After a bit I headed down and it quickly turned dark. The track through the forest went on for EVER and I was glad to see my car by head torch, feeling knackered.

I Found these shots on the web which come close to my experience!


Tuesday, September 11, 2012

Radio silence is broken!

Its been a veeeeery long time since I posted anything on the old ibfc, which is tragic! Life has been bust this year, but I've had plaenty of adventures as we all have. It appears that blogging time is squeezed when running companies and chasing toddlers! I've got a free patch coming up with some time for walking and catching up, so I shall sort some posts out from our adventures this year... In the mean time you can see some of our skiing and snowboarding adventures on the alpine highs blog!

Here's a pic that Michael at Cuttin Edge Solutions took the other day. This was from a trip to Chamonix which might just have been the best single track riding I have ever done. That's quite a big claim, but with 25 minute descents on ribons of completely smooth then technical track, all taken at mach ten and a large penalty for overshooting the switchbacks, I think it might just be justified!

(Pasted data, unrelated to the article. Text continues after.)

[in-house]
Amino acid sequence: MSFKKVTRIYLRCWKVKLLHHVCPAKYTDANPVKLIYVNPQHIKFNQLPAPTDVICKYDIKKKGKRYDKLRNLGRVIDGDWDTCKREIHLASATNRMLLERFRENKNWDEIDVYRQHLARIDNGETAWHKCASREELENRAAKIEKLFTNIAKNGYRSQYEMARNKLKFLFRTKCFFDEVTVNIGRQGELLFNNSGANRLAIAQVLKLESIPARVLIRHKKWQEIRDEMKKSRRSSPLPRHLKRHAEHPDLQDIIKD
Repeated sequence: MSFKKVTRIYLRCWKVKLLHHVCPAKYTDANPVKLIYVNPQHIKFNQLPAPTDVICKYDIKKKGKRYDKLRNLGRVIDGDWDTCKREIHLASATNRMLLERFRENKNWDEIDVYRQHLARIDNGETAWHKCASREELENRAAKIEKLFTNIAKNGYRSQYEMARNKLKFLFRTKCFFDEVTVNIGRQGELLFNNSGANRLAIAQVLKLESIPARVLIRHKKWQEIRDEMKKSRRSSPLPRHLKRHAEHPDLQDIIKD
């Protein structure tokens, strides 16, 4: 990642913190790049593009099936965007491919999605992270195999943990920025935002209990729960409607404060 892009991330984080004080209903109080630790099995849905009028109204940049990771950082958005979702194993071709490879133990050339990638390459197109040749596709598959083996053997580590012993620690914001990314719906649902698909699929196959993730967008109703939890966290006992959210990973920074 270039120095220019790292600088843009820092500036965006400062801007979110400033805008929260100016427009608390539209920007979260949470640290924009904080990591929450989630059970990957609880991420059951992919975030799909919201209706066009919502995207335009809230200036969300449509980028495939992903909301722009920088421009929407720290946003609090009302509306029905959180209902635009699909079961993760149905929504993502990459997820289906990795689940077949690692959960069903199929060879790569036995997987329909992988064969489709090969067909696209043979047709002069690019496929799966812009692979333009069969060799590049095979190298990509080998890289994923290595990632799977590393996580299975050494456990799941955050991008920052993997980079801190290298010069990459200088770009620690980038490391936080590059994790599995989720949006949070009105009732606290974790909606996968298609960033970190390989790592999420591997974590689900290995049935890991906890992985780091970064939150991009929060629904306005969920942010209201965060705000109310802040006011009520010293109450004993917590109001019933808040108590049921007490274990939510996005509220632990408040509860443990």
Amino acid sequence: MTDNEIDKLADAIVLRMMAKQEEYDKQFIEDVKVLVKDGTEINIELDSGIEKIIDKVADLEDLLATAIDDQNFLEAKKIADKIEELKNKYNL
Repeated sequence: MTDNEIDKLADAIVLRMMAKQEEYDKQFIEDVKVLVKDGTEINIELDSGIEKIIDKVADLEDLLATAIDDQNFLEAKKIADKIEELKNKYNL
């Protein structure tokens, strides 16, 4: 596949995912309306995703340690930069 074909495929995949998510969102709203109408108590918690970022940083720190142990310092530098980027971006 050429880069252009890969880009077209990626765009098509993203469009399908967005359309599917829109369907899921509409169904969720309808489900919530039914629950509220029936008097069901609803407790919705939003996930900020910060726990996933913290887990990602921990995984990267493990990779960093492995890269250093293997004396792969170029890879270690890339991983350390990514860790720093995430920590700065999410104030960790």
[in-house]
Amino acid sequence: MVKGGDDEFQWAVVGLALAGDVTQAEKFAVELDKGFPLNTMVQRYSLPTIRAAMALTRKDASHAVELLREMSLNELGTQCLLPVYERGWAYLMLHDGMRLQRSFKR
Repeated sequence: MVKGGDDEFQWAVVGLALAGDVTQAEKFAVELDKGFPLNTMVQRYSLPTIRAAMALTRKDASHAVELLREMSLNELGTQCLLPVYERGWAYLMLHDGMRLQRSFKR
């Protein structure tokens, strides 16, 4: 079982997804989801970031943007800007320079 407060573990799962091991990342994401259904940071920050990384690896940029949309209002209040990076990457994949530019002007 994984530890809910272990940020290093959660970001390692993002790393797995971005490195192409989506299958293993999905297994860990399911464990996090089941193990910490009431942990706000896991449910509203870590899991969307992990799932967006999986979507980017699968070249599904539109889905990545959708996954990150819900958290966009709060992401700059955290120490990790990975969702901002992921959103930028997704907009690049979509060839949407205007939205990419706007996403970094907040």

Sunday, September 09, 2012

South Downs Way

So, after fighting with my ankle for 6 weeks I decided to take a different approach. Lay off the MTB and climbing and focus on low impact stuff to keep my fitness up. The road bike has come back out and I have become addicted to Strava! My fitness has gone through the roof and after 5 weeks my ankle has realy started to show signs of improvement :-) Itzi and I finally got back on the MTB's last weekend and did a gentle downland amble of about 15 miles and that felt good, so this weekend we decided to ride from Petersfield to Amberley on the South Downs way, which is about 28 miles. A good test for my ankle and a good challenge for Itzi as she has never rode that far, especially off road with about 3000ft of ascent! The sun was shining and we set-off from Petersfield train station about 09:30. After some initial good progress Itzi got a puncture, followed by a brake failure, swiftly followed by a broken chain! Good job I'm an engineer! And then about 10 minutes later I looked up a descent from the bottom of Beacon Hill to see her dissapear into a hedge! After sprinting up the hill I found her OK, but a bit bruised and shaken! To her credit after a bit of bread and a cuddle she got back on to finish the remaining 15 odd miles-well done Itzi!!

Brilliant day out